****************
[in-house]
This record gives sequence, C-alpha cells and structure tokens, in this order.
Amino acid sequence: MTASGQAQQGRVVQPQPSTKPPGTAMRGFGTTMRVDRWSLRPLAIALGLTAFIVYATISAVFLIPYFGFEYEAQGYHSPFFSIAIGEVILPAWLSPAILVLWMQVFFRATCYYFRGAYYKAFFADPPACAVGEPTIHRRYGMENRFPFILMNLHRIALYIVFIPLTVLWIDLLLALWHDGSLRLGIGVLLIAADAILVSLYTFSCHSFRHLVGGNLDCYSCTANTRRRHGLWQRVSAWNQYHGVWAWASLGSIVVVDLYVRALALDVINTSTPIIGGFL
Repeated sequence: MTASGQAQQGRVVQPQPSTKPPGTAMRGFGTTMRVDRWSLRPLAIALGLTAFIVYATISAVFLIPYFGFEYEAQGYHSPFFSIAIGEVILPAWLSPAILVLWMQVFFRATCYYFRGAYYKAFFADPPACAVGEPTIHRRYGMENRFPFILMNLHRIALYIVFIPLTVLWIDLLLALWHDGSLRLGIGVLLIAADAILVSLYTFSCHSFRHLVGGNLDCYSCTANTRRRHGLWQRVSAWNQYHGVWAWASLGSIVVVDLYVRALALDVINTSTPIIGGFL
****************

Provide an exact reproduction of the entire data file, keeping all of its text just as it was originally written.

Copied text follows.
[in-house]
This record gives sequence, C-alpha cells and structure tokens, in this order.
Amino acid sequence: MTASGQAQQGRVVQPQPSTKPPGTAMRGFGTTMRVDRWSLRPLAIALGLTAFIVYATISAVFLIPYFGFEYEAQGYHSPFFSIAIGEVILPAWLSPAILVLWMQVFFRATCYYFRGAYYKAFFADPPACAVGEPTIHRRYGMENRFPFILMNLHRIALYIVFIPLTVLWIDLLLALWHDGSLRLGIGVLLIAADAILVSLYTFSCHSFRHLVGGNLDCYSCTANTRRRHGLWQRVSAWNQYHGVWAWASLGSIVVVDLYVRALALDVINTSTPIIGGFL
Repeated sequence: MTASGQAQQGRVVQPQPSTKPPGTAMRGFGTTMRVDRWSLRPLAIALGLTAFIVYATISAVFLIPYFGFEYEAQGYHSPFFSIAIGEVILPAWLSPAILVLWMQVFFRATCYYFRGAYYKAFFADPPACAVGEPTIHRRYGMENRFPFILMNLHRIALYIVFIPLTVLWIDLLLALWHDGSLRLGIGVLLIAADAILVSLYTFSCHSFRHLVGGNLDCYSCTANTRRRHGLWQRVSAWNQYHGVWAWASLGSIVVVDLYVRALALDVINTSTPIIGGFL